TagContract Law

Strict Interpretation or Purposive Interpretation? Analysing the Sanjeev Shriya Case

[Guest post by Deeksha Malik, who is a is a fifth-year student of National Law Institute University, Bhopal. An earlier post on the topic is available here.] Ever since the Insolvency and Bankruptcy Code, 2016 (the “Code”) came into force, the Indian judiciary has been dealing with a number of cases that have required it to interpret various provisions of the Code. A review of the relevant...

Employee’s Right to Sue after Obtaining Full and Final Settlement from Employer

[Guest post by Ravi Pandey, IX Semester, National Law University, Lucknow] Full and final settlement is usually used by the employers to absolve themselves from all the previous dues and claims of their employees. It is usually actuated in the form of a settlement contract and effectively concludes the employer-employee relationship. Ideally such a settlement ought to serve its purpose and lead...

Liability of Personal Guarantors of a Corporate Debtor during the Corporate Insolvency Resolution Process

[Guest post by Param Pandya, Research Fellow, Corporate Law and Financial Law, Vidhi Centre for Legal Policy, New Delhi. The views expressed by the author are personal.] On September 6, 2017, the Allahabad High Court in the case of Sanjeev Shriya vs. State Bank of India (“Sanjeev Case”) decided the question of the liability of personal guarantors of a company where moratorium under section 14 of...

Supreme Court on Hardship vis-à-vis Frustration and Force Majeure

[This is a guest post contributed by Rishabh Raheja, a third year student at NALSAR University of Law, Hyderabad.] The Supreme Court was presented with the perfect opportunity to clarify the relationship between frustration, force majeure and hardship or commercial impracticability in its decision in Energy Watchdog v. Central Electricity Regulatory Authority. While it has already been...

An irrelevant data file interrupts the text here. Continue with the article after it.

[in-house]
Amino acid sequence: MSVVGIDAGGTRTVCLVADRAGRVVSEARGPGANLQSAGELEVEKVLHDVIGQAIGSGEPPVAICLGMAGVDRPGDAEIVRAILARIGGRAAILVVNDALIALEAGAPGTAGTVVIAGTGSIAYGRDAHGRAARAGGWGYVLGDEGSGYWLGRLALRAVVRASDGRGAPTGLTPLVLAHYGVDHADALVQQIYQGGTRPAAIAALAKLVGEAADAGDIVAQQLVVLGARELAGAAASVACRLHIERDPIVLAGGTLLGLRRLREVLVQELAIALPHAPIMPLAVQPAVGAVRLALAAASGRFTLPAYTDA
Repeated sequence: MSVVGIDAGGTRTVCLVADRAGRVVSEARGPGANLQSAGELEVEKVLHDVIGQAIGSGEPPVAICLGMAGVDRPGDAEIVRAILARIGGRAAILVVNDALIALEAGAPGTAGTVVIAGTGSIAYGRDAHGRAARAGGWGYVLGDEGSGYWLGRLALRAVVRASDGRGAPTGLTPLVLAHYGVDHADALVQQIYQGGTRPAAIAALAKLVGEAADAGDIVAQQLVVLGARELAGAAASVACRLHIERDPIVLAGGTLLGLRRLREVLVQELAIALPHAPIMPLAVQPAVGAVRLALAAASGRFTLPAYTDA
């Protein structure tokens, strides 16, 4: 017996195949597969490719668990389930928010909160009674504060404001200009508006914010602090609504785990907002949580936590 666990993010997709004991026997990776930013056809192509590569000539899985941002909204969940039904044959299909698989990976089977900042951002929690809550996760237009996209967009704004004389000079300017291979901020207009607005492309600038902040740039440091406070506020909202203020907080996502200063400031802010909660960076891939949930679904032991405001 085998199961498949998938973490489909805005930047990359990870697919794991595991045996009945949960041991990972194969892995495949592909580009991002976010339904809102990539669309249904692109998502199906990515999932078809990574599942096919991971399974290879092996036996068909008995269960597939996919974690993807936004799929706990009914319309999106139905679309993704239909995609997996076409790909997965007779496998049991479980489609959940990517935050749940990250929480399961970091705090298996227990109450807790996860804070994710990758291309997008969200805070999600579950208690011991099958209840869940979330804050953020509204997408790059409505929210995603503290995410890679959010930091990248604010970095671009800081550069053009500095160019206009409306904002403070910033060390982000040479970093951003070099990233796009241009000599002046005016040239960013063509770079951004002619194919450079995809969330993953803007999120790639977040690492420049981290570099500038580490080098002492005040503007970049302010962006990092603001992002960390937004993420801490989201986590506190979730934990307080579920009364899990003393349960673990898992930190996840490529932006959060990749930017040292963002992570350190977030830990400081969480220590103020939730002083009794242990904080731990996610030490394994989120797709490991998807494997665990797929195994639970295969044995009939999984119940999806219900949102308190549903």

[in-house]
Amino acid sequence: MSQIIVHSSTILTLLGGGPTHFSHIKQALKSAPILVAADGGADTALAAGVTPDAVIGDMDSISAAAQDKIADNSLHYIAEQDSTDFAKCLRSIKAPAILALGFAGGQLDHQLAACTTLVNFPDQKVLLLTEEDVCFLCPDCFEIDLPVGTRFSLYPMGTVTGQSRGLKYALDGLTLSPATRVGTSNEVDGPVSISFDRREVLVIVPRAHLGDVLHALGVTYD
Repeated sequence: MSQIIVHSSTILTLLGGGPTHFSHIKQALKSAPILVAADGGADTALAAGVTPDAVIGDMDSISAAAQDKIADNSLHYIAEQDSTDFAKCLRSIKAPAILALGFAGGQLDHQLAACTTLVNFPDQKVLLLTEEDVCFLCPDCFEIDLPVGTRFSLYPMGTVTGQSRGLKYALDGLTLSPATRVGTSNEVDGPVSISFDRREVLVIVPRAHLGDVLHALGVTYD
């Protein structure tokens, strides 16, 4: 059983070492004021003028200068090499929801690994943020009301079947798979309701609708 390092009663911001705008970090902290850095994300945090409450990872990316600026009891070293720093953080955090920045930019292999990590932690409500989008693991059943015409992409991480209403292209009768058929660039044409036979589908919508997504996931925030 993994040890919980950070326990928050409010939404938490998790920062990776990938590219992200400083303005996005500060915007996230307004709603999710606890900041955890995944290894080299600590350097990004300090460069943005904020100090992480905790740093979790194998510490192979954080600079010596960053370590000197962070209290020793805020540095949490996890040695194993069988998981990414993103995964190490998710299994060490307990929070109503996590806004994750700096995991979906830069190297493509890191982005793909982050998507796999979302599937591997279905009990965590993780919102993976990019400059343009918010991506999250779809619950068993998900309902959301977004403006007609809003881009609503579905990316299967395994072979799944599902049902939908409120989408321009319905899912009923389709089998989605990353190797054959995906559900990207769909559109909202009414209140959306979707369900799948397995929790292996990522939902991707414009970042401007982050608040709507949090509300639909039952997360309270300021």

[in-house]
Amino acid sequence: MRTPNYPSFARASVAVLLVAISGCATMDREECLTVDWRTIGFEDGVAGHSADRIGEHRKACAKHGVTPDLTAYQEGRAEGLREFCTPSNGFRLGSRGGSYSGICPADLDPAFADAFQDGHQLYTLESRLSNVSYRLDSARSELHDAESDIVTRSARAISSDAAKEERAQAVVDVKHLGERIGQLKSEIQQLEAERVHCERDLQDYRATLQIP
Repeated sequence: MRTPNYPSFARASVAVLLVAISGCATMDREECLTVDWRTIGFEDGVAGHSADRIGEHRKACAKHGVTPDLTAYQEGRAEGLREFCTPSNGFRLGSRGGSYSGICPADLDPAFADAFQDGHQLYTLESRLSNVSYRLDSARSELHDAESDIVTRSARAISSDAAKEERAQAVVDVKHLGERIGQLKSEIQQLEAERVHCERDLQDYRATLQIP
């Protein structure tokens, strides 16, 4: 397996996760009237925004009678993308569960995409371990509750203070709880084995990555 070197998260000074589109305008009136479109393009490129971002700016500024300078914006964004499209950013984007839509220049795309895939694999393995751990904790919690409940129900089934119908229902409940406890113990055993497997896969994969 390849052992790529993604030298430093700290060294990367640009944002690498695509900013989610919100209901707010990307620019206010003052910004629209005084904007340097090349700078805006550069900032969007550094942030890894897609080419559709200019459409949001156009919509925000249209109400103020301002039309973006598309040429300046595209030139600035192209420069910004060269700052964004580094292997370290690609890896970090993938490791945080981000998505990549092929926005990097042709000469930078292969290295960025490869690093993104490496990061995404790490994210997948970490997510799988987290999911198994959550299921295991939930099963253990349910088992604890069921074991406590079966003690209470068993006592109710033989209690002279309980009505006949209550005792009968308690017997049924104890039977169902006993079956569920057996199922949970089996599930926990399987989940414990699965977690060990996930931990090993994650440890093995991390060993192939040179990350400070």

Frustration in Indian Law

On this blog, we had previously looked at the judgment of the Supreme Court of India in Energy Watchdog v. CERC and connected appeals. An earlier post had examined the decision, and had concluded that the Court “arguably misstated the law when it found that the mere existence of a force majeure clause would prevent the parties from bringing an alternative claim under section 56….” The...

Force Majeure Clauses and Impossibility Under the Indian Contract Act

[Post by Isha Jain, who is a 4th year student at the National Law School of India University, Bangalore. Other posts related to this topic are available here and here.] The Supreme Court’s recent decision in Energy Watchdog v. Central Electricity Regulatory Authority (“Adaní”) has obscured rather than clarified the law on contractual impossibility in India. The case was concerned with the...

A Proposal for Dealing With Force Majeure Clauses Under Contract Law

[Post by Siddharth Bajpai, who is a 4th year student at the National Law School of India University, Bangalore. Other posts related to this topic are available here and here.] Introduction In 2013, Adani Enterprises entered into a power purchase agreement (PPA) with Gujarat Electricity Regulatory Commission and Haryana State Regulatory Commission. Under the terms of the arrangement, Adani was...

Supreme Court on Force Majeure Clauses in Power Purchase Agreements

[Other posts related to this topic are available here and here.] In 2013, we had discussed an order of the Central Electricity Regulatory Commission (CERC) in a matter involving Adani Power. The brief facts of the case, as discussed therein, are as follows: Adani Power had entered into separate PPAs with Gujarat Urja Vikas Nigam Limited and two Haryana utilities under which Adani Power had agreed...

Disgorgement Orders under Indian Securities Law

[The following guest post is contributed by Shubham Janghu, a third year student at Jindal Global Law School with inputs and minor edits by Aditya Swarup, who is an Assistant Professor at Jindal Global Law School.] Introduction Gain-based remedies, though rarely adjudicated in India, are an important aspect of commercial law. The powers of courts to award such remedies arise from statute, for...

Supersession of Bond Terms by State Legislation Disallowed

In Kalyan Janta Sahakari Bank v. State of Gujarat, a division bench of the Gujarat High Court was concerned with whether a legislation passed by the Gujarat State Legislature can unilaterally alter the terms of an issue of bonds by the government company to the detriment of the bond investors. The Court answered in the negative by striking down the legislation on grounds of lack of legislative...

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